BOO BOO by Toro y Moi

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Genre: Alternative R&B, Chillwave, Synth Funk

Favorite Tracks: “Windows,” “Girl Like You,” “Labyrinth,” “Inside My Head”

Eight years into his career, Toro y Moi is an unlikely icon. The former prince of chillwave has dabbled in a number of sounds, all incredibly diverse but strangely cohesive. From 2009’s ostentatiously trippy yet heart-wrenchingly bittersweet CAUSERS OF THIS, to the sunny 1970s fetishism of 2015’s WHAT FOR, Toro has made it clear that he won’t let “chillwave” or Travi$ Scott collaborations diminish his artistic credibility. On his latest album, the goofily titled BOO BOO, Chaz Bundick delivers an album that pulls heavily from elements of all his previous solo projects while still having a heart and soul of its own.


Instrumentally, BOO BOO feels like a cathartic culmination of every previous Toro project. Though it is an electronic album, it has a live band feel. Because of this, BOO BOO feels like Toro y Moi’s comfortable median. The album’s standout track, “Labyrinth,” sounds like a hipster “Every Breath You Take,” but satisfyingly so. The glistening synths and clanging electric piano mesh perfectly with softly mixed drums to create the most wonderfully mellow Toro track to date. Though the track is already one of the most overlooked on the album, it is one of Toro’s best tracks yet, and justifies BOO BOO as arguably the best indie soundtrack of the summer.


Though the album’s nostalgia is undeniable, BOO BOO also feels like Toro’s most modern sounding project so far. Bundick’s songwriting feels the most pop and hip hop-influenced it has ever been, leading to a fun and incredibly accessible listening experience. The album’s single, “Girl Like You,” feels like its songwriting could fit as comfortably on a Justin Bieber record as it could on an indie album, and features an AutoTuned Bundick pondering, “What’s it gonna take for a guy like me to find a girl like you.


Though the track is a chipper headphone bop, BOO BOO is a breakup album, an outwardly upbeat comedown from a relationship that Bundick has likened to an acid trip. Without context, the heartbreak of the album does not feel apparent, but underneath its gorgeous production and major melodies, Bundick questions himself more than ever. The track “Mona Lisa” includes Bundick talking about blowing off his commitments just to make a friend and contains the hook, “there’s another one for you.” The wayward apathy of this track flows through the lyrical tone of the entire album, with Bundick never flaunting his heartbreak, but also never wearing a smile that he is not ready to wear. Though Bundick may be candid about his personal life in interviews, he has been tasteful about keeping his personal life and his music separate, and BOO BOO shows Bundick as subtle as ever in delicately sharing himself through his music without exposing too much.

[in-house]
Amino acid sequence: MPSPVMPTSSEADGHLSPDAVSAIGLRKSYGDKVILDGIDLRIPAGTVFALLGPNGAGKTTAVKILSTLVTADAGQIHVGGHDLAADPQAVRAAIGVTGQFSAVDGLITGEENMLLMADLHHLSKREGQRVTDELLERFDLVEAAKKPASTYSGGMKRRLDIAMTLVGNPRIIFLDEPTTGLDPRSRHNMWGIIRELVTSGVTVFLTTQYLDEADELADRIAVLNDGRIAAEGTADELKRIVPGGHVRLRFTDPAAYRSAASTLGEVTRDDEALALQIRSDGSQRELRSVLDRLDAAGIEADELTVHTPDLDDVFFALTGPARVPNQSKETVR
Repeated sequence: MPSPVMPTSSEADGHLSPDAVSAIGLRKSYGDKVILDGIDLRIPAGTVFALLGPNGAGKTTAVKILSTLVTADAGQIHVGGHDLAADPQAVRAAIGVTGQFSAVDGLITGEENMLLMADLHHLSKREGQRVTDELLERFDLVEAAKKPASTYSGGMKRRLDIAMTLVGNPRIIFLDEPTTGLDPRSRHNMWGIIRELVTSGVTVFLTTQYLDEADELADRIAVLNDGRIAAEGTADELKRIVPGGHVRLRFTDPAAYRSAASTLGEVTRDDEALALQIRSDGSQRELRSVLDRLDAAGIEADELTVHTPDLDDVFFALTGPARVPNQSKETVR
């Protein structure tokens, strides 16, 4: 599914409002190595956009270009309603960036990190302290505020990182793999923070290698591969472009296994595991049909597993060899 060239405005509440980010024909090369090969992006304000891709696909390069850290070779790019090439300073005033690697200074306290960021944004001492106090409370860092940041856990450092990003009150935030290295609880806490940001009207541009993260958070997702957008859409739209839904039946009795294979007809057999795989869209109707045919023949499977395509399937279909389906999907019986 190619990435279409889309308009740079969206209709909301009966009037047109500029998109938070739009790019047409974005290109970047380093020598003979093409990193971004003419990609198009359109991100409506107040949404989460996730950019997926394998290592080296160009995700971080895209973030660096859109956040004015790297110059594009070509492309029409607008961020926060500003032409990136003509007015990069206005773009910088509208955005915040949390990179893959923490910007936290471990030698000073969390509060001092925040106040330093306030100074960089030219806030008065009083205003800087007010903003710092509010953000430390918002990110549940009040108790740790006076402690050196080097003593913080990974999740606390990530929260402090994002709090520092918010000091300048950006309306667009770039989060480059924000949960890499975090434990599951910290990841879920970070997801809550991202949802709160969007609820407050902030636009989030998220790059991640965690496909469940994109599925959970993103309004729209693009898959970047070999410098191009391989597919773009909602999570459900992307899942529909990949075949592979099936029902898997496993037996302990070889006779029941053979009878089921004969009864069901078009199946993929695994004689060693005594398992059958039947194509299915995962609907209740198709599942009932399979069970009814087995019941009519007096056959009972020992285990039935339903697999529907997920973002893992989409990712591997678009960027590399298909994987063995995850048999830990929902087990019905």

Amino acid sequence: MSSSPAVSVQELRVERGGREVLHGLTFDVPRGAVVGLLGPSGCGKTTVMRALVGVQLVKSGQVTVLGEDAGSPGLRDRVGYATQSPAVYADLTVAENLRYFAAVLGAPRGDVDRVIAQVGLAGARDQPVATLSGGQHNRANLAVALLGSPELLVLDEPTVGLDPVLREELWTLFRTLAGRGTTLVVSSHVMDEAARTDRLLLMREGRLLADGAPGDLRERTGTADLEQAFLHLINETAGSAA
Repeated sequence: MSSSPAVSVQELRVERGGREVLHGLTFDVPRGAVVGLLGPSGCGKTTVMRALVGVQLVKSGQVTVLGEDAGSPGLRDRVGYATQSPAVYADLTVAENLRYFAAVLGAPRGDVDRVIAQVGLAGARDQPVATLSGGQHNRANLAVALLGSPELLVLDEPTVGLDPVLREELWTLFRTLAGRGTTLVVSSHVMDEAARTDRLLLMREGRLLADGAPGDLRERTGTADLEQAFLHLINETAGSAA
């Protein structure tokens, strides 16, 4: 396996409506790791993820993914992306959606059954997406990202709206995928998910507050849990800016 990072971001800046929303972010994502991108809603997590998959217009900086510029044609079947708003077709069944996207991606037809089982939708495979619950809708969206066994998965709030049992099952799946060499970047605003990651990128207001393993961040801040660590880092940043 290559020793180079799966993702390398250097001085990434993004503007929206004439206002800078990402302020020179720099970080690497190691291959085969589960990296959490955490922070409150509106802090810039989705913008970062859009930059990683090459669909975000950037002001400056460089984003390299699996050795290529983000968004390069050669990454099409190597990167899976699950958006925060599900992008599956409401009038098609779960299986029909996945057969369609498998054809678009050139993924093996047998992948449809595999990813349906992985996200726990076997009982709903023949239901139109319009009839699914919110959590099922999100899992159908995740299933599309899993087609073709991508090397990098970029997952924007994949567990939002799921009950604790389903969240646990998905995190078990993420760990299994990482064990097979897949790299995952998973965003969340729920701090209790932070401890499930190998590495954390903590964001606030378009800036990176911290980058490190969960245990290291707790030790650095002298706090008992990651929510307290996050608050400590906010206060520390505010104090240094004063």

My biggest qualm with BOO BOO is more of a greater qualm with Toro y Moi’s overall career. As an artist, we know Bundick is capable of working around a variety of sounds and aesthetics, but at some point, I want to be able to hear Toro lock into one sound. For an artist with five studio albums, a handful of EPs, and two side projects, it would be nice to be able to draw parallels between Toro’s projects. Each new Toro release brings a guaranteed period of warming up to an entirely new sound that may or may not fit Bundick comfortably. For example, the modernism of “Windows” could not be further from the sunny classic rock pastiche of a track like “Empty Nesters” on Toro’s previous album WHAT FOR? Though the music consistently remains impressive, it starts to get frustrating to constantly have to adjust to a blatantly drastic aesthetic change from album to album. When hearing BOO BOO’s singles before the release, I was unreceptive to the new sound and more annoyed than excited to hear the new album. Though BOO BOO ultimately disconfirmed my cynicism, it would be nice to hear Toro y Moi have more consistent elements between his projects so that the shock of an all new nostalgia can be dulled.

Ultimately BOO BOO is one of the best records of the summer and is an improvement from the album that preceded it. Toro y Moi feels like he may have reached his peak with 2013’s excellent ANYTHING IN RETURN, but he has yet to come down from the plateau that followed his magnum opus. Though I am sure I will be immediately turned off by the inevitable drastic stylistic change on Toro’s next record, I hope it has the same lovable core that keeps me coming back to Bundick as an artist.

Verdict: Recommend

Ted Davis is a culture writer and musician. He works in Los Angeles, San Francisco, and Washington DC.

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